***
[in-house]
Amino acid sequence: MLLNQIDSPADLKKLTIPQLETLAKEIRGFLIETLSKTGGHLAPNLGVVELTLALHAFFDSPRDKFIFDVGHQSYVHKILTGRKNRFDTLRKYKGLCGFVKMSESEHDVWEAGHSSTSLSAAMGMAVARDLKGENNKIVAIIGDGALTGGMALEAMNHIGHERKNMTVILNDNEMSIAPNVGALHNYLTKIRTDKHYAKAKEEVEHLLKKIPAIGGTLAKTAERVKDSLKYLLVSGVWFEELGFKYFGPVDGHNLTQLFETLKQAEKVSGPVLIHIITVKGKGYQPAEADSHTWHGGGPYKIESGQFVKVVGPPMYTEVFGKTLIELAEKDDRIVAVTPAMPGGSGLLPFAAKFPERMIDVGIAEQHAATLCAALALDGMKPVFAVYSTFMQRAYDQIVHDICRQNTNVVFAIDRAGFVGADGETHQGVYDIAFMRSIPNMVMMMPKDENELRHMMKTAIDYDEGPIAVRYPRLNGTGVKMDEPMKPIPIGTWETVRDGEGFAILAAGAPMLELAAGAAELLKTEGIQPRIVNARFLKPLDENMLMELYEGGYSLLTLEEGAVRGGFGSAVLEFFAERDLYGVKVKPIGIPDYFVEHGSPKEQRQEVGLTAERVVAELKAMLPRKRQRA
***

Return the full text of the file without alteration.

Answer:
[in-house]
Amino acid sequence: MLLNQIDSPADLKKLTIPQLETLAKEIRGFLIETLSKTGGHLAPNLGVVELTLALHAFFDSPRDKFIFDVGHQSYVHKILTGRKNRFDTLRKYKGLCGFVKMSESEHDVWEAGHSSTSLSAAMGMAVARDLKGENNKIVAIIGDGALTGGMALEAMNHIGHERKNMTVILNDNEMSIAPNVGALHNYLTKIRTDKHYAKAKEEVEHLLKKIPAIGGTLAKTAERVKDSLKYLLVSGVWFEELGFKYFGPVDGHNLTQLFETLKQAEKVSGPVLIHIITVKGKGYQPAEADSHTWHGGGPYKIESGQFVKVVGPPMYTEVFGKTLIELAEKDDRIVAVTPAMPGGSGLLPFAAKFPERMIDVGIAEQHAATLCAALALDGMKPVFAVYSTFMQRAYDQIVHDICRQNTNVVFAIDRAGFVGADGETHQGVYDIAFMRSIPNMVMMMPKDENELRHMMKTAIDYDEGPIAVRYPRLNGTGVKMDEPMKPIPIGTWETVRDGEGFAILAAGAPMLELAAGAAELLKTEGIQPRIVNARFLKPLDENMLMELYEGGYSLLTLEEGAVRGGFGSAVLEFFAERDLYGVKVKPIGIPDYFVEHGSPKEQRQEVGLTAERVVAELKAMLPRKRQRA